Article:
Yogi -Michelle Garcia


Yoga comes up time and time again as something people find wholly rewarding to add to their lives but another thing that so many of us get around to, this week we reached out to Michelle Garcia to tell us what she’s gained from being a yoga teacher and tell us a bit about her journey in the world of yoga, this is what she said:

  1.  Who was Michelle before she became a Yoga and Meditation teacher?

I was a police officer for 20 years in Arizona.  

  1. When did you get into Yoga and why?

I originally started doing yoga while I was training for a marathon, I read an article that said yoga helps to increase your VO2 Max and I was looking for any advantage possible, so I started going to yoga at my gym.  I can’t say I fell in love with it at that time, but I liked the practice and how I felt.

It wasn’t until a few years later after a difficult divorce that I found myself wanting to try hot yoga.  I gathered enough courage and went to a hot yoga class.  I could run a marathon but I couldn’t get through a 90 minutes hot yoga class without feeling like I had been run over by a truck.  That first class was horrible, but I kept going back, and fell in love with it.  It took some time for me to say I “love going to yoga” but eventually I can say that I found my self-esteem and “found myself” by going to yoga.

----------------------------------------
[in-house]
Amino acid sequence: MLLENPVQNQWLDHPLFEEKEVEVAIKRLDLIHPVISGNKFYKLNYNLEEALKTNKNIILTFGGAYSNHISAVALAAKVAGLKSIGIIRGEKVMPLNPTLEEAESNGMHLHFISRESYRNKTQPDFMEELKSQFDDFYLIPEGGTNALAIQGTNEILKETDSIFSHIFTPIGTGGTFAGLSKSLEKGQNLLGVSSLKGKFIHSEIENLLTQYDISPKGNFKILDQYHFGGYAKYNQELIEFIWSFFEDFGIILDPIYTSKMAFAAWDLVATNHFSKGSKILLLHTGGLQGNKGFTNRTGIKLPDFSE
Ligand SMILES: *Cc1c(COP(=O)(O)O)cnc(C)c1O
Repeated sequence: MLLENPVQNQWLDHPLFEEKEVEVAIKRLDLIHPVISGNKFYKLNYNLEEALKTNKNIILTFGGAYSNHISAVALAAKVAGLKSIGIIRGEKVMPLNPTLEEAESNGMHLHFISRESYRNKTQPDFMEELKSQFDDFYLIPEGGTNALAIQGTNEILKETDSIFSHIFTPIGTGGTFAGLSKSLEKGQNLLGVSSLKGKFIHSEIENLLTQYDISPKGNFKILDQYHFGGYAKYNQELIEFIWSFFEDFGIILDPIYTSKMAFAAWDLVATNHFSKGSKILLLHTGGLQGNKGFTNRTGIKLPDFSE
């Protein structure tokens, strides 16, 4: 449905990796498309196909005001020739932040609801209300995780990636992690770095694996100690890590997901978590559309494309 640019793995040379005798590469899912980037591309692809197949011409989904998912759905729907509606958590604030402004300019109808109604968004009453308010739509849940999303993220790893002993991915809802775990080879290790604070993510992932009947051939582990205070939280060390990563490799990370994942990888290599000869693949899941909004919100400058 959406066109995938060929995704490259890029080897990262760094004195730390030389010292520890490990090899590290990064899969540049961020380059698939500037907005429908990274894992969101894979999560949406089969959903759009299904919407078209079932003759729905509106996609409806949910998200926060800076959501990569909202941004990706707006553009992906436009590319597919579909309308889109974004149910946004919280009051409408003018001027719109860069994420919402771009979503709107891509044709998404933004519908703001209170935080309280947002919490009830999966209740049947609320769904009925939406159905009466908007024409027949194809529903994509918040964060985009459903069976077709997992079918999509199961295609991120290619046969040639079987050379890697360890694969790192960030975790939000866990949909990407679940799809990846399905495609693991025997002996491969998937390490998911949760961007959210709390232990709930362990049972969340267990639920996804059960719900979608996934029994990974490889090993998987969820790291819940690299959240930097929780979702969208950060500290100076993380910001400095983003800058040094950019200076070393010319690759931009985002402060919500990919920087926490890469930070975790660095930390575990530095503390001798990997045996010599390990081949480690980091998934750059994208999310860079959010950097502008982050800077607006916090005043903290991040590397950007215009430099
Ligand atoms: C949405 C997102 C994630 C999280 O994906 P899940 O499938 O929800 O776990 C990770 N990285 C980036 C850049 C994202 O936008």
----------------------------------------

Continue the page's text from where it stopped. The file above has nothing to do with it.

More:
1. What’s been one of the hardest things about getting into yoga and meditation?

One of the hardest has been that yoga is not a religion.  I’m not a Buddhist.  I’ve studied Buddhism and the philosophy behind yoga, but yoga in and of itself is not religion based. That’s the biggest hurdle I feel for non-yogis to understand.  Also that I’m not in a “zen” state 24/7.  I have bad days, get mad, yell, have an occasional meltdown; I’m human.  I’m not some perfect zen’d out person just because I teach yoga and meditation.


  1. Have you had any major practitioners or mentors that have helped nurture your career and how have they helped you?

My instructors where I received my yoga certification, Michelle Dante, Jeff Martens, Maredith Estrada-Schroeder, Donna Martens, Aaron Goldberg and Josh Rothman.  They created a safe space for me to learn yoga and also learn about myself during my 500-hour teacher training.  They all selflessly gave of themselves to make me a better teacher.


Richard Miller taught me how meditation is accessible to all people and how to teach from your heart.


  1. What are the biggest rewards for you in regards to yoga and meditation?

The biggest rewards for me is bringing yoga to people who might have been sceptical about yoga or those that think they’re not flexible so they can’t do yoga.  I have taught yoga to people in alcohol and drug recovery, veterans groups, prisoners at San Quentin prison, the Army National Guard, police officers and firefighters.